Monday, November 14, 2011

ASEAN urges not to reward Burma for superficial reforms

By Zin Linn Nov 14, 2011 6:03PM UTC

The Jakarta-based ASEAN Inter-Parliamentary Myanmar Caucus (AIPMC) today called on leading ASEAN delegates to urgently address concerns regarding democratic reform, ethnic conflict and human rights abuses in Burma (Myanmar) at the upcoming 19th ASEAN Summit in Bali this week.

Although the caucus welcomed recent changes taking place in Burma or Myanmar, AIPMC remains concerned by ongoing military conflicts with ethnic groups and the relatively slow pace of political reform and improvement to human rights in the country. In its 14 November press release, the caucus seriously said that delegates from member-states ensure ethnic conflict and human rights abuses in Burma are officially placed on the agenda at the 2011 ASEAN Summit.

In its June 17 press statement, AIPMC strongly condemns the decision by the Burmese government to send off heavily armed troops into Kachin State and the concomitant outbreak of fighting, which brings an end to the 17-year old ceasefire between the government and the Kachin Independence Army (KIA).

“It is clear that the current government of Myanmar lacks the will to push through the necessary reforms,” said Eva Kusuma Sundari, AIPMC President and Member of Indonesian Parliament.

She also said that reconciliation is a precondition of any political initiative for peace in Burma.

In the face of recent limited improvements, the President Thein Sein government has showed a lack of eagerness to carry out genuine reforms, such as releasing political prisoners or ending armed conflict with ethnic groups. Last month amnesty allowed only 10 percent of political prisoners out of an estimated 2,000.

The caucus urges the Thein Sein government to enter into peace talks with the dissident Kachin leaders as an initial step towards a wider nationwide ceasefire and reconciliation process. AIPMC pushes for Indonesia and other ASEAN states to call on Burma (Myanmar) to accept steps toward reconciliation and to offer their assistance in peace process.

AIPMC said that it has also concerned about human rights violations continue to take place in relation to development projects in ethnic areas. Projects, such as the Yadana and Shwe Gas pipelines, undertaken by the Burmese government and financially supported by other states, have led to serious environmental concerns and human rights violations: land confiscations, displacement, torture, rape and other forms of systematic violence among them.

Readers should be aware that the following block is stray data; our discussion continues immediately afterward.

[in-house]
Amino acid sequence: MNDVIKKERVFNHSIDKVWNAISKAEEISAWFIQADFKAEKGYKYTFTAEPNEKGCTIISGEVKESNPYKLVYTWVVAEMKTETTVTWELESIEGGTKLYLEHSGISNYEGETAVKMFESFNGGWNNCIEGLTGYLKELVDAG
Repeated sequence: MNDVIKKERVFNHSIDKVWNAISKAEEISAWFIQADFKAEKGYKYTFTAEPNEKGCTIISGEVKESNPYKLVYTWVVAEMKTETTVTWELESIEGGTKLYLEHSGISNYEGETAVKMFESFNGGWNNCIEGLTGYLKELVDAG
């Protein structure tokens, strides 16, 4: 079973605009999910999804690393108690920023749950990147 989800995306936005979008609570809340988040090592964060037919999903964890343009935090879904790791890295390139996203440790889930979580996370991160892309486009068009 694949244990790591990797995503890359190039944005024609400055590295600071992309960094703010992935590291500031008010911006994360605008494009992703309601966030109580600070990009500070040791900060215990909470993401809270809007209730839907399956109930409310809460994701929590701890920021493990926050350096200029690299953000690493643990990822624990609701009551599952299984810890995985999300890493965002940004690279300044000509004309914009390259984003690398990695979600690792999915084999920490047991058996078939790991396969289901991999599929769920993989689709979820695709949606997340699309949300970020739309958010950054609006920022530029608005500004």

An estimated 50,000 people have been displaced due to the Shwe Gas pipeline project, according to the Shwe Gas Movement. A recent survey by the Thailand Burma Border Consortium (TBBC) found that more people in southeast Burma had been forcibly displaced from their homes during the past year than any other year since data was first collected in 2002.

With a view to protect human rights, AIPMC has urged ASEAN to make a strong call for the immediate cessation of hostilities in Burma. In ethnic areas such as Karen, Kachin and Shan states, there remain grave concerns that war crimes and crimes against humanity continue to be perpetrated, as UN Special Rapporteur on human rights in Burma, Tomas Ojea Quintana mentioned in recent report.

According to the caucus, ASEAN must strongly urge the government of Burma to initiate progressive democratic reforms and to meet with human rights standards outlined in both the ASEAN Charter and international law prior to its taking the ASEAN Chair in 2014. AIPMC also advices ASEAN delegates to ensure calling on the United States and the European Union to continue using pressure tactics as well as engagement to push for genuine national reconciliation.

“The reform process thus far has been stunted due to it being driven by the individual initiative of President Thein Sein, rather than being part of a national platform for reform. Change that depends on the willingness of the president alone is not reform,” said Ms Sundari. “It is wrong therefore for ASEAN to conclude that further incentives should be given to Myanmar in reward for superficial reforms.”

The ASEAN Inter-Parliamentary Myanmar Caucus (AIPMC) is a network formed in an inaugural meeting in Kuala Lumpur, on 26-28 November 2004 by and for

Parliamentarians from the ASEAN countries. The aim is advocating for human rights and democratic reform in Myanmar/Burma.

Its members represent both the ruling and non-ruling political parties of countries such as Malaysia, Indonesia, Singapore, Thailand, Philippines and Cambodia.

No comments:

Post a Comment